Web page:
“This is our last stop in Canada,” he says, adjusting his blue mesh Vans hat. He squints at the sun trying to break through the clouds. “Fuck…yeah, we’ve driven a lot this tour, but seen a lot of the country.”
The band is celebrating the 10th anniversary of their third album, Sticks And Stones, by touring Canada and the States, playing the record in its entirety. During the soundcheck of the opening band Cartel, Jordan sat down with Punknews interviewer Gen Handley to talk about the popular album, who he thinks are the true pioneers of pop punk and how New Found Glory fits into it all.
What are your best memories of when Sticks And Stones came out 10 years ago?
That album was big for our band, like a pivotal record because it kind of got us to that next level. I just remember all of us had moved out to California, we recorded in San Diego at a place called Signature Sound – it was the place where like Blink-182 recorded and a bunch of other bands we were into as kids.
Yeah man, and that was the first time not living with our parents anymore – I think I was 19 or so when we did that record.
Do you think that record helped define the band at all?
Yeah, I think it definitely did. I mean that was a big record for us and for a lot of our fans too. For a lot of our fans, that was the first record they ever heard from us and it’s stuck with them until now. And not to sound whatever…but a lot of bands cite that album as an influence on them, which is really cool.
How do you feel when you hear that from other artists?
I think it’s really flattering because when we were recording it we never knew that’s what it would become – we were fucking living with our parents up until then [Laughs].
So yeah, it’s cool to hear that. I’ll, like, hear from random people who you wouldn’t think would be into our band, who say they like us and our music. I remember hearing an interview not too long ago with a guy from Mumford and Sons, on Matt Pinfield’s podcast, and he was asked who he’d like to collaborate with and he said New Found Glory. See, I never would have expected that.
Was there any pressure on this album? Because the one before that was pretty popular…
No man, I don’t think there was any pressure. We were coming off of the self-titled record and that was doing pretty well and we just wanted to step it up a little bit; make it a little more aggressive sounding. Between the self-titled and Sticks and Stones, we had been touring a lot so we were getting better. And we met a lot of cool people along the way in other bands who came and did guest vocals (Matt Skiba, Toby Morse, Dan Andriano, Mark Hoppus) and that was the first time we’d ever done that.
So, from what I remember, I didn’t feel any pressure. Like, “My Friends Over You” was one of the last songs we wrote. A couple days before we were done with the studio, Chad (Gilbert, guitarist, backing vocals) was upstairs in lounge hanging out and he said, “Hey, listen to this riff I came up with” and he sang to us and then it turned into a song.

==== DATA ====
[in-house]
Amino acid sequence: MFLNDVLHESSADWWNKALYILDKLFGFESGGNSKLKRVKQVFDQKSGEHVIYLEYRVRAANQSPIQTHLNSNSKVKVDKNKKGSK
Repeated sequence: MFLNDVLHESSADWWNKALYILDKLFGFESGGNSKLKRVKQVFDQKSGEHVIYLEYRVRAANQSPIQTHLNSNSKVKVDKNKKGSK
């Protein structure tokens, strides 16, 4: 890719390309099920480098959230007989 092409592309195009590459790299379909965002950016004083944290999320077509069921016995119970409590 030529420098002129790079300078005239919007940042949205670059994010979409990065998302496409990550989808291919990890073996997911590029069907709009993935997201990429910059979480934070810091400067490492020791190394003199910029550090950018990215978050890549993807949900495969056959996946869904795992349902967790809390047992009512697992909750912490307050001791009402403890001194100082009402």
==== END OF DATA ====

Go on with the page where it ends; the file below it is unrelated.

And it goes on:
Did you ever find it hard trying to win over the punk community? Like, were you trying to prove yourselves to the traditionalists in the scene?
I think at a point we were because there were a lot of people who didn’t know who we were. Like, before we had a big song on the radio, we were a band since ’97, touring in shitty vans, playing in front of two people. It wasn’t really until Sticks and Stones it became popular, that people were like, “Who’s this band New Found Glory?” I think at first we were trying to prove that were actually a credible band and now I just think all that stuff’s, I don’t know… [Laughs]
I was reading somewhere that referred to New Found Glory’s as a pioneer of pop-punk. How do you feel about that?
When we first started we were all hardcore kids and grew up with that. We started a pop-punk band because it was fun, but we wanted to throw in that hardcore influence and make genre a little heavier, in a way. For me, when I think of the frontrunners of pop-punk, I think of The Descendents and bands like that.
[Leans back into the couch]
I don’t know…when I hear that, I think it’s cool. There are people who come to me and say like, “I saw that band, The Story So Far or The Wonder Years, and they kept saying how New Found Glory was a huge influence” and whatever. That’s cool because it means we’re still a relevant band and plus, those bands are doing well now – they’re popular with the kids these days. [Laughs]
You mentioned The Descendents as a band who you see as a pioneer, who else?
I think a bit differently than most people. You know that band Wavves? I think they’re a pop-punk band, but they’ve been embraced by a different community. Essentially they’re a pop-punk band who has been embraced at Coachella and hipster kids – just fuzzed out, two-and-a-half minute-long songs, you know? But as far as influential bands it’s The Ramones, and even bands like Screeching Weasel…Husker Du, I love. Definitely The Descendents though - two-minute songs about girls and super catchy.
I heard you guys have a live album coming out in the fall?
Yeah man, we’re pretty much putting it out ourselves, on Chad’s label, his imprint. There’s going to be three brand new songs on there, studio recorded, and the rest are from two shows from a couple nights we played in Orange County.
Would you consider that a home crowd?
No, but the place we played, Chain Reaction, is smaller than this place and we purposefully played there because that’s one of the venues that helped us get to where we are now. It was just cool thing to go back there, do it in a small room and everyone that came got their photo taken and they’re a part of the (album) artwork.
Are you working on a new album at all?